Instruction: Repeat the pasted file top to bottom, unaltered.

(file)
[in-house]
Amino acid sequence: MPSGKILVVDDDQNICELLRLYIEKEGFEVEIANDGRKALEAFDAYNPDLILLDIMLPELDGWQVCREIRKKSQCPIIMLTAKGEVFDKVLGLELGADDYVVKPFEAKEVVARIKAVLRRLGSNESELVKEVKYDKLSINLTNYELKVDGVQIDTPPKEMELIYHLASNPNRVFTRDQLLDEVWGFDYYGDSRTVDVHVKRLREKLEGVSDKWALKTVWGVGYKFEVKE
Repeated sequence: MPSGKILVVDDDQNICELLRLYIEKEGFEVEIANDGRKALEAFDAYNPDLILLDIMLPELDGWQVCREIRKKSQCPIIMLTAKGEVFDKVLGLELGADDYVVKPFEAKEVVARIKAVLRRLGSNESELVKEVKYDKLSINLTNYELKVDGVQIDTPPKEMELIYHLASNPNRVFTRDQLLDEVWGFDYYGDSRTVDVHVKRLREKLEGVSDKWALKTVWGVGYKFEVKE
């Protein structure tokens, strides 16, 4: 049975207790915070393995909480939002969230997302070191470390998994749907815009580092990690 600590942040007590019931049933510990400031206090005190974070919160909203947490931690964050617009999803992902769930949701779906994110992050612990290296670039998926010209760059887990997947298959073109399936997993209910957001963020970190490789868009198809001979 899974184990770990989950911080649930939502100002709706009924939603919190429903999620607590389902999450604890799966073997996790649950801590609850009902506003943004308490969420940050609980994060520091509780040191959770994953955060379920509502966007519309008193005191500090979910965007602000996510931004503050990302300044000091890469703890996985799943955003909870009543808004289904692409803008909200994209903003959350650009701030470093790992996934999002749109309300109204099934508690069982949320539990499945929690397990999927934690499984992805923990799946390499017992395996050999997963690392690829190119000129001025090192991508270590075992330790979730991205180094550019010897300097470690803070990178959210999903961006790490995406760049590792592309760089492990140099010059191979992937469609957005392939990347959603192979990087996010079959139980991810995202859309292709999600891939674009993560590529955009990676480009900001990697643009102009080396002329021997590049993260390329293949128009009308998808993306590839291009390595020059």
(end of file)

[in-house]
Amino acid sequence: MPSGKILVVDDDQNICELLRLYIEKEGFEVEIANDGRKALEAFDAYNPDLILLDIMLPELDGWQVCREIRKKSQCPIIMLTAKGEVFDKVLGLELGADDYVVKPFEAKEVVARIKAVLRRLGSNESELVKEVKYDKLSINLTNYELKVDGVQIDTPPKEMELIYHLASNPNRVFTRDQLLDEVWGFDYYGDSRTVDVHVKRLREKLEGVSDKWALKTVWGVGYKFEVKE
Repeated sequence: MPSGKILVVDDDQNICELLRLYIEKEGFEVEIANDGRKALEAFDAYNPDLILLDIMLPELDGWQVCREIRKKSQCPIIMLTAKGEVFDKVLGLELGADDYVVKPFEAKEVVARIKAVLRRLGSNESELVKEVKYDKLSINLTNYELKVDGVQIDTPPKEMELIYHLASNPNRVFTRDQLLDEVWGFDYYGDSRTVDVHVKRLREKLEGVSDKWALKTVWGVGYKFEVKE
């Protein structure tokens, strides 16, 4: 049975207790915070393995909480939002969230997302070191470390998994749907815009580092990690 600590942040007590019931049933510990400031206090005190974070919160909203947490931690964050617009999803992902769930949701779906994110992050612990290296670039998926010209760059887990997947298959073109399936997993209910957001963020970190490789868009198809001979 899974184990770990989950911080649930939502100002709706009924939603919190429903999620607590389902999450604890799966073997996790649950801590609850009902506003943004308490969420940050609980994060520091509780040191959770994953955060379920509502966007519309008193005191500090979910965007602000996510931004503050990302300044000091890469703890996985799943955003909870009543808004289904692409803008909200994209903003959350650009701030470093790992996934999002749109309300109204099934508690069982949320539990499945929690397990999927934690499984992805923990799946390499017992395996050999997963690392690829190119000129001025090192991508270590075992330790979730991205180094550019010897300097470690803070990178959210999903961006790490995406760049590792592309760089492990140099010059191979992937469609957005392939990347959603192979990087996010079959139980991810995202859309292709999600891939674009993560590529955009990676480009900001990697643009102009080396002329021997590049993260390329293949128009009308998808993306590839291009390595020059």